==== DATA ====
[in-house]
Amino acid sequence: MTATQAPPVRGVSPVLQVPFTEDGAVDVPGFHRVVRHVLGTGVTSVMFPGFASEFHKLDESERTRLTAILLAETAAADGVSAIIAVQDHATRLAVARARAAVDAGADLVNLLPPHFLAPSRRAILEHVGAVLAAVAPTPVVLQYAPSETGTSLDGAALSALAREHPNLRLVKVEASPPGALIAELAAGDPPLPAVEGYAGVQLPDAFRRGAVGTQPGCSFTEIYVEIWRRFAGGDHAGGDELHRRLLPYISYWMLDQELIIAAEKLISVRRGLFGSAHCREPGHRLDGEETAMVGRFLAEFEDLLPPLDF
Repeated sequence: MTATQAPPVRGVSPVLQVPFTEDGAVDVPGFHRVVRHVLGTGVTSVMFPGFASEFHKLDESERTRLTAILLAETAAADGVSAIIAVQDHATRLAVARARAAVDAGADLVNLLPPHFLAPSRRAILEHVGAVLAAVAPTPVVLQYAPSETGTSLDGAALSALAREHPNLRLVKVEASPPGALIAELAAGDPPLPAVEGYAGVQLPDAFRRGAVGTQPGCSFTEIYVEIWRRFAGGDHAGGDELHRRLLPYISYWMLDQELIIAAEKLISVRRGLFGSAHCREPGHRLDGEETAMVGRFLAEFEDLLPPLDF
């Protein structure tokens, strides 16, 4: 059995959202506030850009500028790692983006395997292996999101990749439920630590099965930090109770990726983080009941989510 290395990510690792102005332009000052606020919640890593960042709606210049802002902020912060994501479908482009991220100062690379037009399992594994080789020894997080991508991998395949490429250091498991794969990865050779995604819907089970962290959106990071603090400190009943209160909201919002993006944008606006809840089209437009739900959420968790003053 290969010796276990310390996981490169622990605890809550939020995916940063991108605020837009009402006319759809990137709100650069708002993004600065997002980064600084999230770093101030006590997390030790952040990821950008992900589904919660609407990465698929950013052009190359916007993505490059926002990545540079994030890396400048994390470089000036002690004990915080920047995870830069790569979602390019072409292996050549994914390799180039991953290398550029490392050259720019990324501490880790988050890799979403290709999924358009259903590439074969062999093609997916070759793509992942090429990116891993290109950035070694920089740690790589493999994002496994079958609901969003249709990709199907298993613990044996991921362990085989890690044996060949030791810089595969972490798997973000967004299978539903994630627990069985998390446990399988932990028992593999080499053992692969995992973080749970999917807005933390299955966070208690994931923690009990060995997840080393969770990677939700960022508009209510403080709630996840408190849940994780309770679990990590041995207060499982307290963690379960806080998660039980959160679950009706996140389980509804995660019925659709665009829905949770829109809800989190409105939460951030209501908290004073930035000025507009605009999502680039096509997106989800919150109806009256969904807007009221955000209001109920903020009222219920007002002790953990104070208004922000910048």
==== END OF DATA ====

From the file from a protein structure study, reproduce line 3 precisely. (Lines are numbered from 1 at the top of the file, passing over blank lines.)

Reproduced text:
Repeated sequence: MTATQAPPVRGVSPVLQVPFTEDGAVDVPGFHRVVRHVLGTGVTSVMFPGFASEFHKLDESERTRLTAILLAETAAADGVSAIIAVQDHATRLAVARARAAVDAGADLVNLLPPHFLAPSRRAILEHVGAVLAAVAPTPVVLQYAPSETGTSLDGAALSALAREHPNLRLVKVEASPPGALIAELAAGDPPLPAVEGYAGVQLPDAFRRGAVGTQPGCSFTEIYVEIWRRFAGGDHAGGDELHRRLLPYISYWMLDQELIIAAEKLISVRRGLFGSAHCREPGHRLDGEETAMVGRFLAEFEDLLPPLDF